hi..Today i did try the water cooling esc..work perfect,,,now i neat to cool the motor..i think i will this...Cooling Jacket (Product ID: gnd-4197
Silicon water jacket for 600 Size & Feigao 540 Sized Motors.
In Stock: 4)
Keep Your Motors running at Peak Performance by running them "Nice & Cool"! These water jackets allow the circulating water to come in direct contact with the motor casing. This is a much better alternative to a basic cooling coil!
Water Jacket for 600 brushed & Feigao 540 brushless Sized Motors.
Measures 30mm wide.
Fits 35-45mm Diameter Motors.
For motors that have cooling vents, a piece of shrink wrap is provided to cover the motor casing then install the Jacket over it. They come with a combination "hull bottom water pickup/exit fitting" and approximately 15" of tubing.
How to Add Water Jacket
These German made Cooling Jacket Kits are far more efficient then the standard brass or aluminum cooling coils. With the standard brass or aluminum cooling coil, the motor case is cooled by running colder water through the coil that is tightly wrapped around the motor. The coil acts as a heat sick and the water running though it, cools it drawing the heat from the motor housing. This isn't very efficient. With this new style of water jacket, the water that flows through this jacket actually comes in contact with the motor casing, making the motor several degrees cooler then a standard cooling coil. The only negative to using this style of jacket is the higher cost, about $22.00 opposed to the lesser expensive cooling coils that you can make for less then $5.00 or buy for about $10.00-$15.00. But the performance of the water jacket will far outweigh the extra cost, hands down!
Applying the Jacket to a 700 Motor!
This is a pretty straight forward project. The only catch is, you will have to fill in the gap in the torque ring on the 700 size motor (see picture below). The first time I put a jacket on a 700 motor, I used an epoxy to fill the gap. After the epoxy dried I sanded it out and slipped on the jacket. It worked fine expect for a tiny leak.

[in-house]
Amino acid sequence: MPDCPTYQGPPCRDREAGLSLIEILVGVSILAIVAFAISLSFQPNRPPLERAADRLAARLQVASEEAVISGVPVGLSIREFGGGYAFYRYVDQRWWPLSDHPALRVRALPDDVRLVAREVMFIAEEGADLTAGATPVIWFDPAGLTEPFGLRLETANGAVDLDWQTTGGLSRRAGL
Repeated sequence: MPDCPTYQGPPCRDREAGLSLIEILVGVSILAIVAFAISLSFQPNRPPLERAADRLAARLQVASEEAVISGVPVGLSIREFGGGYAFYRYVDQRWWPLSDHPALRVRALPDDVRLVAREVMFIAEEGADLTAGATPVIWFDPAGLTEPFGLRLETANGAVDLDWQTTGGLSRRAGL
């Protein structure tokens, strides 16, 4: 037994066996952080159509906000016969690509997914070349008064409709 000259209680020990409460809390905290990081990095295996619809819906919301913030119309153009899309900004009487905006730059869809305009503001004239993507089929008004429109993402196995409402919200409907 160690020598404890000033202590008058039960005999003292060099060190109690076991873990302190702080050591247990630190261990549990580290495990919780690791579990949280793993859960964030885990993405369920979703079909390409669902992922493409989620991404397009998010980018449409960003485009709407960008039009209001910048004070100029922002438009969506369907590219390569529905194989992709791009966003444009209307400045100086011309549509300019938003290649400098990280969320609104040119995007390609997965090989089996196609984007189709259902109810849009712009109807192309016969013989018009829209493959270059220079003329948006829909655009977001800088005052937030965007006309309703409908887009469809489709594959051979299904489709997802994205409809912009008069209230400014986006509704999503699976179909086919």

After ditching the epoxy method, I went to silicon sealant. Its much faster then the epoxy method. What I do now is fill the gap with silicon and slip the jacket on while the silicon is still wet. Here's how its done step by step.
First step is to find out where you would like the entrance & exit holes of the jacket, then mark the motor with a marker.
Remove any stickers from torque ring.
Sand lightly any area that needs silicon.
Next, fill the gap in the torque ring with silicon. Use only enough silicon to fill to the top of the torque ring.
Now slide on the jacket, taking note where you wanted the entrance & exit holes line them up now.
Once its all lined up apply a small bit of silicon where the gap in the torque ring and the jacket meet (see picture below).
Let everything dry for 24 hours.
Remount you motor and if you had cooling before, reattach the pickup and outlet tubing and your off the the Pond to test it out! If you didn't have cooling before and need information on water pickups and outlets check out this page. How to add water pickup/outlets.
And for even more efficiency,
How to add brush cooling to a Motor
The most effective way to cool an electric boat motor is brush cooling. There are different ways to do this. You can use rounded off pieces of brass tubing or straight pieces. The size tubing I use is 5/32OD.
To make the these pieces refer to "How to bend tubing page". Straight pieces of tubing can also be used. The closer to the brushes the better. In the below example picture I am using a 700neo. I use as large piece of tubing, about 1.5 to 1.75 inches long. This way the tubing also acts as a heat sink. The closest I could get to the brushes on this motor is the electrical tabs. On other motors you can solder the brass tubing to the brush hoods, this is even better.
Next you will need to solder the tubes to the tabs (pink arrows). This can be tricky. I like to solder the wires on first, to make sure I have a great connection. Then the diode. Then on the outside of the tabs I solder the brass tubes. Make sure the area of the brass tubes that you are going to solder is sanded & clean. Put a small amount of solder on the outside of the tab. Then put a larger amount on the tubing. Next heat the tab for a second then quickly attach the tubing and heat both pieces. But not to long. Wait to long and the wires will come loose!
This is the finished product after connecting Rc fuel line. This should be plenty to cool this motor.
This motor also has a silicon water jacket. Like a cooling coil, it helps cool the motor casing. But in a better way! The water come in direct contact with the can.
Things to consider when installing motor in boat.
When installing the motor in the boat, plumb from the water pickup to the esc first (if water cooled), then the brushes, then the cooling cool. Connect everything with Rc fuel tubing or larger.
I have seen some people use small wire ties to make sure the tubing doesn't come off. I personally haven't had a problem with it. So I opt for no wire ties.